The classic Amritsari Pindi Chole is a delight to your taste buds; this heavily spiced chana masala recipe called Pindi chole would be everyone’s favorite without a doubt!
If you are looking for a delicious no-onion vegetarian Indian recipe, you have come to the right place. Today’s recipe of Pindi chole is a classic chana masala recipe from Rawalpindi in Punjab and is stunningly delish thanks to the aromatic Indian spices. Yeah, this Pindi chole is quite high on spices and that’s how you elevate up the taste quotient of this no-onion and no-tomato masala dish. If you are addicted to the regular Punjabi chole masala, then I would recommend you to try this classic Pindi chole which is a little differently flavored chole masala dish.
Chole or chana i.e. chickpeas are a very good source of protein besides being delicious. If you are a vegetarian and does not eat meat, fish or egg, you must include such pulses like chana, rajma, various types of dals etc in your daily meals. If you need a great tasting rajma recipe, you can try out my dhaba style rajma masala which I am sure you will absolutely love! Today’s recipe of Pindi chole too is a definite must-have in your recipe repertoire! It’s also a great option to serve to your vegetarian friends at your next house party!
You can serve or treat yourself with this Pindi chole as a snack on its own or with some homemade kulcha for dinner. Pindi chole with kulcha is a heavenly combination and you must try this at least once in life. Once you try it, I am sure you will keep on craving for this divine combination of chole kulche again and again. Good news is making Pindi chole is surprisingly easy and because it is a no-onion and no-tomato recipe, it just takes few minutes to put together when you have your chana cooked and ready. To give your chana that classic brown color, you will have to use either tea bag or tea leaves tied in a small cloth. The tea liquor imparts that beautiful brown color to the chana without altering any taste. Hence do not skip adding the tea leaves if you are cooking your chana from scratch. You can do this step for any recipe of chana and not just this Pindi chole.
The combination of spices in Pindi chole is something to take little care of. There is a good balance of sweetness, saltiness and tanginess along with the subtle kick of heat lend by red chili powder. When you make your Pindi chole for the very first time, I would suggest you to go by the recommended amount of spices to avoid an overpowering taste of any particular spice. Once you understand the flavor profile, you can adjust the spice level according to your liking. I will soon be back with my kulcha recipe for you; until then relish your Pindi chole on its own and as always, enjoy!
- Kabuli chana / chole (chickpeas) – 2 cups
- Tea bag – 2
- Black cardamom – 3
- Salt – 1 tsp
- Baking soda – 1 pinch (1/8 tsp)
- Salt to taste
- Black salt – ½ tsp
- Black pepper – ½ tsp
- Turmeric powder – ½ tsp
- Cumin powder – 1 tsp
- Coriander powder – ½ tsp
- Red chili powder – 1 tsp
- Garam masala – ½ tsp
- Amchur powder – 1 tsp
- Sugar – 1 tsp
- Tamarind pulp – ½ tsp (I used readymade pulp, hence used less)
- Freshly chopped coriander leaves – ¼ cup
- Ghee – 3 tbsp
- Carom seeds / ajwain – ½ tsp
- Ginger – 2-inch piece, julienned or very thinly sliced into long strips
- Garlic – 5, thinly sliced
- Green chili – 4, split lengthwise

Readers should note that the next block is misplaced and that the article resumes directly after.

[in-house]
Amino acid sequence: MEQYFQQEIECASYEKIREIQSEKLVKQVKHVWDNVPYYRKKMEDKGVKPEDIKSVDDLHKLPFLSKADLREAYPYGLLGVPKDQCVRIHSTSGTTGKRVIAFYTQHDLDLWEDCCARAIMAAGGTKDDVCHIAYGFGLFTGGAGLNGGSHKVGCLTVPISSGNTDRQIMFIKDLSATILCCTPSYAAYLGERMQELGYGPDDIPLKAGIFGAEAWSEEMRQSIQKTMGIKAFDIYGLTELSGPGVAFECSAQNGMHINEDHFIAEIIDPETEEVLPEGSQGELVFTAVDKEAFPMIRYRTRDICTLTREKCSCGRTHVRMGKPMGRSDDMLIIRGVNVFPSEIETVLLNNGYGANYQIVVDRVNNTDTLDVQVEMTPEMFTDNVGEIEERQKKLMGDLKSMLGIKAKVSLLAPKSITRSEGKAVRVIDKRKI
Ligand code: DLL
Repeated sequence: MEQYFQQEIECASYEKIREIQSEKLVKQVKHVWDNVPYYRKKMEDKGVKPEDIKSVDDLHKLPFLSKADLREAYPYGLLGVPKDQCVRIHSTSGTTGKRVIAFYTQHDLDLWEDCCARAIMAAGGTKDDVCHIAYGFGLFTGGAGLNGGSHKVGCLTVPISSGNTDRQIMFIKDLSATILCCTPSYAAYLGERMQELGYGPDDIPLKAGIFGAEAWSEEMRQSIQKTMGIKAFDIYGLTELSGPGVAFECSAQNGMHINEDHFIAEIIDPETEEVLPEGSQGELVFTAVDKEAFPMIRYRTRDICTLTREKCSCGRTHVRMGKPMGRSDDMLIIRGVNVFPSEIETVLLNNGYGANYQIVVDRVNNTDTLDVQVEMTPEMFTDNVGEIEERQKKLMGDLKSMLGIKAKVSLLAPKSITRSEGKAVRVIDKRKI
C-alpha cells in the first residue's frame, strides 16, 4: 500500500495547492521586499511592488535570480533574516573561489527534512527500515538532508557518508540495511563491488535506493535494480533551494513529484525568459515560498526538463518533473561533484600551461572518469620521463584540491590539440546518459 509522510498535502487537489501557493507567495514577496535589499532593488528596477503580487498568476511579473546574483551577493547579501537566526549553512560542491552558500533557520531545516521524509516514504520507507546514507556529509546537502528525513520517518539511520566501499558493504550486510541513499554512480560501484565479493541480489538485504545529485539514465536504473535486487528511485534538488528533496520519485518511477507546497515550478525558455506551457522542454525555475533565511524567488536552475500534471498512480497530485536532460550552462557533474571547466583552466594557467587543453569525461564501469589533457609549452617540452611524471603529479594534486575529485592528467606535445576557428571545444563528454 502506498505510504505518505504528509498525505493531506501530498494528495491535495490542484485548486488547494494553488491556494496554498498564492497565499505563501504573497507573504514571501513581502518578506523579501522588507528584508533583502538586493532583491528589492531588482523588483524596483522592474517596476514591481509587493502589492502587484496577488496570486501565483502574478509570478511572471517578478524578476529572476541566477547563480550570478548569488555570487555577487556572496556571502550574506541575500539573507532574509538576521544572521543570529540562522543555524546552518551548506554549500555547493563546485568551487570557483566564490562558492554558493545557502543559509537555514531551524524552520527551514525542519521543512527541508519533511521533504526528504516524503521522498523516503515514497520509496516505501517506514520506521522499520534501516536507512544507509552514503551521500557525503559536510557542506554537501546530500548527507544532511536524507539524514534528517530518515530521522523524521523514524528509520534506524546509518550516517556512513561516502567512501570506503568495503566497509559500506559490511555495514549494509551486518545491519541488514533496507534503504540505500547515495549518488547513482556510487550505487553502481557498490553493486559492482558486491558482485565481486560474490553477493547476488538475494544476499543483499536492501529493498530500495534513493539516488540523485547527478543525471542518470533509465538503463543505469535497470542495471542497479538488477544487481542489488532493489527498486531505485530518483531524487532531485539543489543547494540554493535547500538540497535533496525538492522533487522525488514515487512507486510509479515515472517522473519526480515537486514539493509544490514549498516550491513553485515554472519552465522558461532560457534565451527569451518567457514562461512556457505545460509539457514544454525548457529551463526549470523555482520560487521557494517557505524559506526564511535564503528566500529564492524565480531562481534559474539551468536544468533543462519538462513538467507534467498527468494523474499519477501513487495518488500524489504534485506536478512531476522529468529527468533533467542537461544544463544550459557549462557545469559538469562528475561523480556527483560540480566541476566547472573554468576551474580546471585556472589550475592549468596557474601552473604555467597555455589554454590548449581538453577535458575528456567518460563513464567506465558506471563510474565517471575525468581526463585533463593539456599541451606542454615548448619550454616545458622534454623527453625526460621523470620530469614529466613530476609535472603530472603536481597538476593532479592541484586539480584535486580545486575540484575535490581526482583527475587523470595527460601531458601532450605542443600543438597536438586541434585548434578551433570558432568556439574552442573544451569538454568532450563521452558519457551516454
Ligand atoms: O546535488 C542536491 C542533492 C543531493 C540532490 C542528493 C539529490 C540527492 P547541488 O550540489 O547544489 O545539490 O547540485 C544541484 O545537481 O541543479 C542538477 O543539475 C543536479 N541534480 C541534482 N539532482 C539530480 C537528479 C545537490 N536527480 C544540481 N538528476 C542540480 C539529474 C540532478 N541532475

- Red chili powder – ½ tsp
- Soak the kabuli chana (chickpeas) or chole in plain water for 6 to 8 hours. Chole should plump up by soaking and become double in size. Now it’s the time to pressure cook them.
- Add the soaked chole, tea bags, black cardamoms, salt and baking soda to the pressure cooker. Cover the cooker tightly by its lid and pressure cook on high flame until 5 whistles. Then lower the flame to minimum and let it cook for another 15 minutes.
- Then switch off the flame and let the pressure release naturally on its own. Once the cooker has cooled down and all pressure is released, uncover the lid and check for doneness of the chole. They should be soft but not mushy.
- Drain the chole and discard the water. Take out the tea bags and black cardamoms and discard them too. (If you are using canned chickpeas, you can skip above 4 steps and directly start from the next step below.)
- Now take a large kadhai but don’t put it on flame yet. Add the cooked chole to the kadhai.
- Then add all the spices one by one – salt, black salt, black pepper, turmeric powder, cumin powder, coriander powder, red chili powder, garam masala, amchur powder, sugar and chopped coriander leaves. Whisk the tamarind pulp in couple of tablespoons of water and add it to the chole; this way it will be easier to mix.
- Mix everything thoroughly using a spatula making sure every chickpea is coated evenly with all the spices. Now set it aside while preparing the tadka.
- Heat a small pan and add the ghee to it. Once the ghee is hot and melted, add carom seeds/ajwain, julienned ginger, sliced garlic cloves and green chilies. Cook them on low heat for a minute. Next add the red chili powder and cook it for 30 seconds more.
- Add the prepared tadka to the chole mixture and stir well with a spatula. As soon as you add the ghee tadka to the chole, there will be instant shine visible on the chickpeas. Your pindi chole is ready serve at this stage.
- Since I like some gravy in my pindi chole, I added about a cup of water to it and let it come to boil on high flame. Check and adjust the seasoning if needed.
- The consistency of gravy in the pindi chole is not watery; it should be just clinging to the chickpeas. Switch off the flame and serve your warm pindi chole garnished with some more ginger juliennes with hot kulcha. Enjoy!